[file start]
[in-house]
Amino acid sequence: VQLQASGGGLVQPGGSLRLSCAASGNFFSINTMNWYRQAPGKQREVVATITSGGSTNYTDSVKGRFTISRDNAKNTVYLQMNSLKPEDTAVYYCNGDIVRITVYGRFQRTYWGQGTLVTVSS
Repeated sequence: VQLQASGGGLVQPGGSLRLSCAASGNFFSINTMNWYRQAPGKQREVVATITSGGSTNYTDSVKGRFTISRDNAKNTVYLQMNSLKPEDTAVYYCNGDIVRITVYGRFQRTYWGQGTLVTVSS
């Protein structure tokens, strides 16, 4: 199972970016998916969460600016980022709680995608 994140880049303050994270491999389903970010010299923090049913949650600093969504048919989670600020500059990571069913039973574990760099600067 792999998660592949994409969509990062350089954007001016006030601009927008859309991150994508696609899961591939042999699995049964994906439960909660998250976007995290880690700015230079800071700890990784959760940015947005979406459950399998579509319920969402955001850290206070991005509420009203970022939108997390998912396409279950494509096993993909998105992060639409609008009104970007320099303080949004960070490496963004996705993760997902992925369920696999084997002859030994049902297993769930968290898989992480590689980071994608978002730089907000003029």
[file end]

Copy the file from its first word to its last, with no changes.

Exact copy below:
[in-house]
Amino acid sequence: VQLQASGGGLVQPGGSLRLSCAASGNFFSINTMNWYRQAPGKQREVVATITSGGSTNYTDSVKGRFTISRDNAKNTVYLQMNSLKPEDTAVYYCNGDIVRITVYGRFQRTYWGQGTLVTVSS
Repeated sequence: VQLQASGGGLVQPGGSLRLSCAASGNFFSINTMNWYRQAPGKQREVVATITSGGSTNYTDSVKGRFTISRDNAKNTVYLQMNSLKPEDTAVYYCNGDIVRITVYGRFQRTYWGQGTLVTVSS
């Protein structure tokens, strides 16, 4: 199972970016998916969460600016980022709680995608 994140880049303050994270491999389903970010010299923090049913949650600093969504048919989670600020500059990571069913039973574990760099600067 792999998660592949994409969509990062350089954007001016006030601009927008859309991150994508696609899961591939042999699995049964994906439960909660998250976007995290880690700015230079800071700890990784959760940015947005979406459950399998579509319920969402955001850290206070991005509420009203970022939108997390998912396409279950494509096993993909998105992060639409609008009104970007320099303080949004960070490496963004996705993760997902992925369920696999084997002859030994049902297993769930968290898989992480590689980071994608978002730089907000003029």